Darby Nelson: Reflections
Voters delivered a great gift to future Minnesotans when they passed the Legacy Amendment dedicating new money for conservation, clean water, parks and trails and cultural heritage/arts.
It has been an honor to have served on the Lessard-Sams Outdoor Heritage Council these first two critical years. In my previous 67 columns in this space, I have tried to help people follow how the council arrived at its recommendations for how Outdoor Heritage Funds would be best spent. I hope it has been helpful.
As we began our work on December 1, 2008, we understood the importance of keeping the faith with the voters who had spoken so clearly. Our obligation was to “get the process right.” Toward that end we committed ourselves to
- Total transparency
- Establishing strong accountability standards
- Base our decisions on sound science
- Maximize the conservation outcomes for every dollar spent from the Outdoor Heritage Fund.
That many people have told me how pleased they are with our process (even those we did not fund) suggests for the most part we met our standards. Give Chair Mike Kilgore and Executive Director Bill Becker credit for outstanding leadership.
For those of us who care deeply about Minnesota’s great outdoors, the Outdoor Habitat Fund has been a godsend. Will it continue to be used as voters intended? Might some attempt to use some of the money to supplanting historical funding? Will they….? Our ongoing task is to be ever vigilant.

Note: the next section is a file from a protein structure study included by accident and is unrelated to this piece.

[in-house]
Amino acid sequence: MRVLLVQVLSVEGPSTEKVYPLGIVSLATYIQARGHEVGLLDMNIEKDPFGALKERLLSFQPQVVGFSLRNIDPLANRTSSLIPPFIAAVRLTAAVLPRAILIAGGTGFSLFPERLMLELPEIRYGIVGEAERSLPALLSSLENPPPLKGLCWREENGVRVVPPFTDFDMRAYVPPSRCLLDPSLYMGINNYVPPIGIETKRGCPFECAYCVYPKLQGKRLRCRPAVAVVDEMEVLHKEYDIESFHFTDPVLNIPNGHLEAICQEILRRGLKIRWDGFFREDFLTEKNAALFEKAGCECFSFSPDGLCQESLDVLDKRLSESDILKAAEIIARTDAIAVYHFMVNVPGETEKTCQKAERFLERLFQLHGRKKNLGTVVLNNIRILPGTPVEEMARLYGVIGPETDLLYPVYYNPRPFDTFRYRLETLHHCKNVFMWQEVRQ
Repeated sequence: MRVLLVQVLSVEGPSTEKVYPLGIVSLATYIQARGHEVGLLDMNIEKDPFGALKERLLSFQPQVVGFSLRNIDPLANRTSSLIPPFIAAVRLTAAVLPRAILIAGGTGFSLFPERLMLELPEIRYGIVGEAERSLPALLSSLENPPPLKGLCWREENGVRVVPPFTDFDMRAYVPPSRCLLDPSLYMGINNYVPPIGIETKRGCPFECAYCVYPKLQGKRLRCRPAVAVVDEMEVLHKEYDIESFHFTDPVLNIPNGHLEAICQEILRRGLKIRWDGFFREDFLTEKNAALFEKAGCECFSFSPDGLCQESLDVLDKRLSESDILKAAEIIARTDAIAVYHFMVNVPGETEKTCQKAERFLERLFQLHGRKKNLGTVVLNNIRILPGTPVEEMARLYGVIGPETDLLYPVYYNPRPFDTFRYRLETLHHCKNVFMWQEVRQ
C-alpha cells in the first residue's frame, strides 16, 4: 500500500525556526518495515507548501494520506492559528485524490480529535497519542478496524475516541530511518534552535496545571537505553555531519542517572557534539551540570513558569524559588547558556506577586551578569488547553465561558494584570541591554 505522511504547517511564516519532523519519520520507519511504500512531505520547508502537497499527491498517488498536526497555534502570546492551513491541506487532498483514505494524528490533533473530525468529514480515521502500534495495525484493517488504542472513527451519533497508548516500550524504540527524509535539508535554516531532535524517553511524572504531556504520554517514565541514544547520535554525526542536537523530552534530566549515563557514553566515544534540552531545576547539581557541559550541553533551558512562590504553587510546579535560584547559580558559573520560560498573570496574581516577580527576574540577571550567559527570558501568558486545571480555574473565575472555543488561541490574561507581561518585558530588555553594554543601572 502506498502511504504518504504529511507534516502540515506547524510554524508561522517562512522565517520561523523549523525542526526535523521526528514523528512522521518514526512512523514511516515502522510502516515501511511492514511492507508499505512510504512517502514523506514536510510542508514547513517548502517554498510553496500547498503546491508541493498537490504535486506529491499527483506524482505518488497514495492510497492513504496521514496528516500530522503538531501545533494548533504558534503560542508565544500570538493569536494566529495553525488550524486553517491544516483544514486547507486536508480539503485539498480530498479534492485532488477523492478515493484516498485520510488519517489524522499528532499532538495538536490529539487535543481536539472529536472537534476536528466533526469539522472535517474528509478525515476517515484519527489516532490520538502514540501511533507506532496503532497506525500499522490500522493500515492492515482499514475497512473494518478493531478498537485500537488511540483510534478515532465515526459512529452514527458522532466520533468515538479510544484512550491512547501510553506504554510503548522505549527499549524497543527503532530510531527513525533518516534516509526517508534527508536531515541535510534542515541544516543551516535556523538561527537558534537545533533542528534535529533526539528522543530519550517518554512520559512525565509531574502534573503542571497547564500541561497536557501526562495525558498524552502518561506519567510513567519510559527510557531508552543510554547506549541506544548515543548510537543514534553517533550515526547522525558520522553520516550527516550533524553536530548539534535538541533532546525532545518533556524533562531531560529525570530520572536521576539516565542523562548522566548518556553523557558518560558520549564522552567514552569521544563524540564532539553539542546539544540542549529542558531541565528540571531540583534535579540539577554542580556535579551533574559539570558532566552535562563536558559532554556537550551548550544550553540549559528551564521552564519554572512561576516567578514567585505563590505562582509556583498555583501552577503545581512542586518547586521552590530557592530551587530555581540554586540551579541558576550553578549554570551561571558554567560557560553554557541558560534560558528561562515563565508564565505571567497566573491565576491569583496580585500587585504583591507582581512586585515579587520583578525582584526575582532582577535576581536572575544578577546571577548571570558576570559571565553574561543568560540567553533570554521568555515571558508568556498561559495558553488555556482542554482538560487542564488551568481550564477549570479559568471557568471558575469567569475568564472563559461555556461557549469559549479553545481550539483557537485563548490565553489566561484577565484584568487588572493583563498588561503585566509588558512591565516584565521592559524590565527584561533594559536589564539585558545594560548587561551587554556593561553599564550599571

On a personal note.
My two year term on the council is ending. I leave to work on another important environment/conservation issue: our lakes. We say we love our lakes yet we not only allow but participate in their deterioration. I have spent a number of years using my aquatic ecology background in a journey to many lakes trying to better understand that paradox. The result has been my book, For Love of Lakes. The book is currently in press at Michigan State University Press as I write. It is to be released this fall.
For Love of Lakes has been very well received by reviewers. In fact the editor in chief at the MSU Press calls it the “Sand County Almanac of lakes.”
I look forward to sharing what I have learned through talks and power-point presentations to any group interested in lakes.